The Manchester Ship Canal.

FROM the Manchester (Eng.) ship canal works it is reported that 15,500,000 tons of earthwork have already been removed 28,000,000 tons still requiring to be excavated. One hundred and eighty-three pumping engines, 82 steam navvies 5000 wagons, 158 locomotives and 116 steam cranes are in daily use. The cost of haulage of one ton is given at 6d. per mile on the highways, 2d. on the railways, 1.66d. per mile on the Leeds and Liverpool canal, 1.116d. per mile on the Aire and Calder navigation, and between New York and Liverpool about 1.300d. per mile.

The Sprague Improved Electric Motor.

We publish in this issue a view of the Sprague improved fifteen horse-power electric motor for street cars, hoists, transfer tables and all purposes where variable speed is required. This motor represents the experience of many years in the electric motor business, and is meant to meet all the exigencies in the kind of work for which it is intended. In its manufacture, every detail of mechanical and electrical construction is carefully attended to, and the most recent improvements which experience could suggest have been adopted to make the machine as durable and reliable as possible. The Sprague principle of flexible suspension of motors whenever there is any liability of sudden strain upon the gears is an important feature in the application of this motor for the operation of hoists, street cars and for other work where great torque at starting is required. For such work each motor is centred upon the street car axle, or, in the case of hoists, upon some other shaft, and at the other end is supported by double compression springs playing upon a loose bolt attached to the truck in the case of a street car, or to the frame of the machine in the case of a hoist. By means of these springs the motion of the armature is transmitted through a form of spring-gearing of compact form and great strength, and when ever work is done there is a spring touch of the pinions upon the gears.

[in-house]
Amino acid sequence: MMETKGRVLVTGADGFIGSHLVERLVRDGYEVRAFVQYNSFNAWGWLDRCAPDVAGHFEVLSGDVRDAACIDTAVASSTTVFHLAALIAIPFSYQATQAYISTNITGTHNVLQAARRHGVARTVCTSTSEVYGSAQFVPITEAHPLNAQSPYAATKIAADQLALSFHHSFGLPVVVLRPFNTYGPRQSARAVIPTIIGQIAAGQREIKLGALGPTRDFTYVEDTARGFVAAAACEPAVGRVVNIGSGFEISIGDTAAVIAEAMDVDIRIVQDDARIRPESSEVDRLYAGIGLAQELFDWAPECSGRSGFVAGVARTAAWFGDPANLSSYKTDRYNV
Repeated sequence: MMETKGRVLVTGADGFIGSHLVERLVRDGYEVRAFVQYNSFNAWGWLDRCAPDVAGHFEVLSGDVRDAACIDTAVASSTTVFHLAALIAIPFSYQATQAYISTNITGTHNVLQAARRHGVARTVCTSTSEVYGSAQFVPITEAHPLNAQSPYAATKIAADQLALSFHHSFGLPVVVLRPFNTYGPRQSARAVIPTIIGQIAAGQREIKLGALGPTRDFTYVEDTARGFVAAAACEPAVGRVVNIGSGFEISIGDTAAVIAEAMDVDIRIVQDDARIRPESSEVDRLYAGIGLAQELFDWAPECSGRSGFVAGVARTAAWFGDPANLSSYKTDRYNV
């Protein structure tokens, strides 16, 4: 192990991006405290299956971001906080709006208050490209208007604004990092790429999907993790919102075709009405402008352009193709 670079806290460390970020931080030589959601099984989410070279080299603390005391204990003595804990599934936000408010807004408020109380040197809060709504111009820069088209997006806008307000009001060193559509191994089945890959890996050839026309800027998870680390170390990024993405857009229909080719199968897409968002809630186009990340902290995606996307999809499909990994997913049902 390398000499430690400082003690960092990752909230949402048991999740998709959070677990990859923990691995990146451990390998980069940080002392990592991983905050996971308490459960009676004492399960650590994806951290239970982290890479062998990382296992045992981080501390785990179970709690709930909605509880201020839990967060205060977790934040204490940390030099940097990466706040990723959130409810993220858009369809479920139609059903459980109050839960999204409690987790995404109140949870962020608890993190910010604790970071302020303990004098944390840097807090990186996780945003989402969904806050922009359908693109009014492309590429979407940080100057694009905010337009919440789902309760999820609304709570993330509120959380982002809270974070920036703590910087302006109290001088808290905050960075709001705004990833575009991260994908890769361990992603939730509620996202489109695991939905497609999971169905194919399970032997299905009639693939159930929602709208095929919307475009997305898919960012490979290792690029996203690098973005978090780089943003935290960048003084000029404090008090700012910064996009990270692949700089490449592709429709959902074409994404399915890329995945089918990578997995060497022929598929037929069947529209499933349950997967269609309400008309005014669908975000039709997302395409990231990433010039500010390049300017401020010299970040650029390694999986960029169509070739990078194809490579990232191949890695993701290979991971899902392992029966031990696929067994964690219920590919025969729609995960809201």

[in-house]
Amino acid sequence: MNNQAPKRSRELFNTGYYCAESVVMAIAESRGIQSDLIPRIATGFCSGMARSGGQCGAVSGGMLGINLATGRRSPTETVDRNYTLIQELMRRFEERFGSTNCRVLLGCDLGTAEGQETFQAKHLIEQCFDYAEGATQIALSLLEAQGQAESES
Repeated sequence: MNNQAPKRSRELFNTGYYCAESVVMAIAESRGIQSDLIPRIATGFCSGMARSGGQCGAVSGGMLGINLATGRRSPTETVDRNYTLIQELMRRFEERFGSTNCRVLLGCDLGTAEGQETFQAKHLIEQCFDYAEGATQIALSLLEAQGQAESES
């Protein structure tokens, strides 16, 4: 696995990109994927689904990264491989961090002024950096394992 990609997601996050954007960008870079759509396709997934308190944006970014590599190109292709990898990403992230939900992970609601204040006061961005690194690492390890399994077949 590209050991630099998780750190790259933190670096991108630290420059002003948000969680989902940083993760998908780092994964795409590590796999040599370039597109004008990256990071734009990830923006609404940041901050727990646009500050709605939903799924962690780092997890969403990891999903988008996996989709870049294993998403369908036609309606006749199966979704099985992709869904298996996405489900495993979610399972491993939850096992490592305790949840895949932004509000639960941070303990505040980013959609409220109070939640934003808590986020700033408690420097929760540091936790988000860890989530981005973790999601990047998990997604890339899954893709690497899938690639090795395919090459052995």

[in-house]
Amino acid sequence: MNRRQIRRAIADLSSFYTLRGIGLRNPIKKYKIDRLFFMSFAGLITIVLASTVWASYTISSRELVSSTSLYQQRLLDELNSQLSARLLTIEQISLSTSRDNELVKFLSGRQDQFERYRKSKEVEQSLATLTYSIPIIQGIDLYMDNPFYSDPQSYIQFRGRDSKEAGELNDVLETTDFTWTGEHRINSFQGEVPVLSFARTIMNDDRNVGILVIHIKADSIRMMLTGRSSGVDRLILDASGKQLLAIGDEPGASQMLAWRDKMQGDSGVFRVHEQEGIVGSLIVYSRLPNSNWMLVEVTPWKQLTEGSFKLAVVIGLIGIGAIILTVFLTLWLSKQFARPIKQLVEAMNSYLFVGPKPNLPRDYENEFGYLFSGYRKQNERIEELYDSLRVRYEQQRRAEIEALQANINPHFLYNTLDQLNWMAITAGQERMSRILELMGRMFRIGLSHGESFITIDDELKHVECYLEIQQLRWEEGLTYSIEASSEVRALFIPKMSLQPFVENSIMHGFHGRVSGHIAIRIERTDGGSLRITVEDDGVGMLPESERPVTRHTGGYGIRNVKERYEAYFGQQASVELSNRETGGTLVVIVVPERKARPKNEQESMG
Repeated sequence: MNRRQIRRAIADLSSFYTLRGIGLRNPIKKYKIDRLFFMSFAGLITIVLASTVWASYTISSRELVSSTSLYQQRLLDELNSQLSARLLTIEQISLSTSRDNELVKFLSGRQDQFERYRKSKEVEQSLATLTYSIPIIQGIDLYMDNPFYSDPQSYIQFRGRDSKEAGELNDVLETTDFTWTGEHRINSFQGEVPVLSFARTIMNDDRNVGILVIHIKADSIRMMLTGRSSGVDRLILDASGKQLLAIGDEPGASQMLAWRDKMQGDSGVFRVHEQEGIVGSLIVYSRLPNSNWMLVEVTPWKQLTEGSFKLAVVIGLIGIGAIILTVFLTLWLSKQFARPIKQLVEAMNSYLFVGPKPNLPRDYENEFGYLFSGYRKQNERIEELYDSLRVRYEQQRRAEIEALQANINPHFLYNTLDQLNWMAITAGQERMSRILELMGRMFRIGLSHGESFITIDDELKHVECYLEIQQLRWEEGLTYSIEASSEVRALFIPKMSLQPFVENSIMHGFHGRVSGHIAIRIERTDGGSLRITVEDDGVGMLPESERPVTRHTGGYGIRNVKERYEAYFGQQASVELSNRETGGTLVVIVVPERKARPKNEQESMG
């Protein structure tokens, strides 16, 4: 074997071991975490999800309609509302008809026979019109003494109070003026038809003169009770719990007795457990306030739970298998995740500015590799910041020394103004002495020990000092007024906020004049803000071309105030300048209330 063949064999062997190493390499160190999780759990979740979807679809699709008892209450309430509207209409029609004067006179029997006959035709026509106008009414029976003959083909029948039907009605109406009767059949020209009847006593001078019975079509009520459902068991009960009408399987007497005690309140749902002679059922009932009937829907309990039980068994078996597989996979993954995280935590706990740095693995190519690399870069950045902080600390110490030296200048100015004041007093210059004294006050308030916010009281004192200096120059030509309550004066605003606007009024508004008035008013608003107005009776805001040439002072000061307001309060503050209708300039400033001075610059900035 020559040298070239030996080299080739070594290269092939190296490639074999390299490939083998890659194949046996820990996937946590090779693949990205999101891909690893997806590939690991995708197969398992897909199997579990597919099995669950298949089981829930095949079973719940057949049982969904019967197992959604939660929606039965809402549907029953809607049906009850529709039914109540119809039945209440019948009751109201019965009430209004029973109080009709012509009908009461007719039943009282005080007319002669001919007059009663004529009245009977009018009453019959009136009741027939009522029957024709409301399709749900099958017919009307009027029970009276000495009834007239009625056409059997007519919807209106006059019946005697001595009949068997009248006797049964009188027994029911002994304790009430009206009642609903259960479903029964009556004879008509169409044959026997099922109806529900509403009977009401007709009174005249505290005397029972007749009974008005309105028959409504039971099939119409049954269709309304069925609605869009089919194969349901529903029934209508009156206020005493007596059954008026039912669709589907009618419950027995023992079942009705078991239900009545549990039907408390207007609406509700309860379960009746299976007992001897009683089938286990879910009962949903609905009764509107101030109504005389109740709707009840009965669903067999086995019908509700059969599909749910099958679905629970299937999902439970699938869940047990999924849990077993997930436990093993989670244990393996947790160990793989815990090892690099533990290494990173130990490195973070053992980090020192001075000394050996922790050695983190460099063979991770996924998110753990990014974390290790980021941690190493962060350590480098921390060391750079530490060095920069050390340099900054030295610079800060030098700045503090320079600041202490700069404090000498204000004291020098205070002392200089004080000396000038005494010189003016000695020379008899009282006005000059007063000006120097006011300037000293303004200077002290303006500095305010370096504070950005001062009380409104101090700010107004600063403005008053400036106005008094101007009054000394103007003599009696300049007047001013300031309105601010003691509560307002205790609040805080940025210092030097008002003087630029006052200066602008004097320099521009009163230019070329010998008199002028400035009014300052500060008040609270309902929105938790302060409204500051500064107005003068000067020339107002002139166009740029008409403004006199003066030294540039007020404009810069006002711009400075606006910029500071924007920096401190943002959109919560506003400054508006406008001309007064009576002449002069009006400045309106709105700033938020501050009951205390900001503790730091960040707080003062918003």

This method of flexible support of the motor is of vital importance not only for relieving the motor from sudden jar, but also for taking up part of any sudden strain upon the gears by making the movement a progressive one.